“Watch out or the bogeyman will get you!” It’s a term parents in past generations commonly used to scare their children into good behavior.
More recently it’s an expression a number of us in the legislative arena have used as a synonym for “unintended consequences”.
Almost every legislative bill has a worthy intent. One of the more common reasons so many of them are killed is fear of unintended consequences.
Personally, if you ask me, I would say I never introduced a bad idea, although honestly, on second blush, I could see why some of them couldn’t work.
My lament over the years during my time in the Senate is that too many basically good ideas end up in the scrap heap, because committees opt for the easy way out in the rush of business, rather than do the hard work of fixing it.
[mks_pullquote align=”right” width=”300″ size=”24″ bg_color=”#000000″ txt_color=”#ffffff”]Just about everyone in our world of today wants to eliminate discrimination. But too many legislators found bogeymen in the bill. Instead of searching for a way to prevent unintended consequences, the committee just voted to kill.[/mks_pullquote]
Gay rights (SB2279) is one of them. Just about everyone in our world of today wants to eliminate discrimination. But too many legislators found bogeymen in the bill. Instead of searching for a way to prevent unintended consequences, the committee just voted to kill.
One fairly good way of fixing it might have been to decriminalize violations.
We did that, for instance, in our laws dealing with open meeting and open record violations.
Instead of taking alleged violators to court, we file complaints with the Attorney General. He studies the assertions and renders an opinion.
In most cases the verdict is guilty. But there is no fine or jail time. Instead he tells them to do it over and publicly spanks them. Nobody likes to get spanked in public.
Similarly, we could bring assertions of discrimination before the Attorney General or a special commission, and they could render orders for corrections or a public spanking.
There would be no trumped up charges and complicated legal trials.
Indiana ran into a buzz storm of national outrage over a similar bill simply aimed at protecting religious freedoms, then brought the bill back and worked out some fixes.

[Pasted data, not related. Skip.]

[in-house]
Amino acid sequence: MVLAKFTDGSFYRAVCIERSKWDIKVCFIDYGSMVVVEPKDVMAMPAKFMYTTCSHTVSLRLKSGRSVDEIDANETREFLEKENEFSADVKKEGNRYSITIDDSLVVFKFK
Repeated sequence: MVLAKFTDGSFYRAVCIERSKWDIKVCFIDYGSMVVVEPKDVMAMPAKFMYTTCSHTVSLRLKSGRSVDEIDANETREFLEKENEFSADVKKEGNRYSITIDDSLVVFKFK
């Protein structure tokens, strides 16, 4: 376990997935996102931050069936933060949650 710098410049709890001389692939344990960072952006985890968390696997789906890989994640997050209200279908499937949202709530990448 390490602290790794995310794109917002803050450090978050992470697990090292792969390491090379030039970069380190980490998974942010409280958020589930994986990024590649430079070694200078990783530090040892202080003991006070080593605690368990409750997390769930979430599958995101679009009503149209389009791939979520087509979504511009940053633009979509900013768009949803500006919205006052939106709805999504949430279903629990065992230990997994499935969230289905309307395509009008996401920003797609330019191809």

You can do that when a bill has passed, but a defeated bill is dead.
Our governor says he generally supports the principle of gay rights, and would like to have seen something pass.
Discrimination is an ugly word. We know it happens, even though the large majority of us are people of good will who don’t like to see it happen.
But it is hard to “unlearn” things we have always believed. It took nearly a century to really fix the civil rights problem that took the lives of thousands of Americans in the Civil War and we still live with a few Jim Crow remnants.
Today the vast majority of Americans have bought into the concept of providing special protections for gay persons, mostly the same rights the rest of us enjoy. In another generation the whole issue will be moot.
I don’t know of a single young person who doesn’t support it, and surprisingly most of the elders in my new environment also seem to think the time has come. But then, the aging process seems to enhance our feeling of live and let live.
Moreover, the remaining opposition seems centered in mid-life conservatives, who have a fear of those bogeymen.
Mind you, they are still good people. They just happen to have a brain that is wired a little differently — like gays — and they have more difficulty “smelling the coffee” when it comes to altering societal changes.